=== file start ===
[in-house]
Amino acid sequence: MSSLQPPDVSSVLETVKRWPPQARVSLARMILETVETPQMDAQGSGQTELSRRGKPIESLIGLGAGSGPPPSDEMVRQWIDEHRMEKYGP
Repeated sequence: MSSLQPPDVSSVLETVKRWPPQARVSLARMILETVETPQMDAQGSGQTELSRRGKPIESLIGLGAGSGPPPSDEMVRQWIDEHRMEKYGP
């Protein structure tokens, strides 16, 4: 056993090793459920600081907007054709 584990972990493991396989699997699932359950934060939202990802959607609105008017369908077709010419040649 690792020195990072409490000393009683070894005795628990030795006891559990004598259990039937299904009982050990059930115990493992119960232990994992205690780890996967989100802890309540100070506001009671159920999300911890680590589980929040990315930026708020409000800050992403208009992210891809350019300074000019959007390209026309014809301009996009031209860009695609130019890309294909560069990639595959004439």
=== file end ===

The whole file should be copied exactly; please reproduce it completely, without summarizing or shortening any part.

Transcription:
[in-house]
Amino acid sequence: MSSLQPPDVSSVLETVKRWPPQARVSLARMILETVETPQMDAQGSGQTELSRRGKPIESLIGLGAGSGPPPSDEMVRQWIDEHRMEKYGP
Repeated sequence: MSSLQPPDVSSVLETVKRWPPQARVSLARMILETVETPQMDAQGSGQTELSRRGKPIESLIGLGAGSGPPPSDEMVRQWIDEHRMEKYGP
């Protein structure tokens, strides 16, 4: 056993090793459920600081907007054709 584990972990493991396989699997699932359950934060939202990802959607609105008017369908077709010419040649 690792020195990072409490000393009683070894005795628990030795006891559990004598259990039937299904009982050990059930115990493992119960232990994992205690780890996967989100802890309540100070506001009671159920999300911890680590589980929040990315930026708020409000800050992403208009992210891809350019300074000019959007390209026309014809301009996009031209860009695609130019890309294909560069990639595959004439």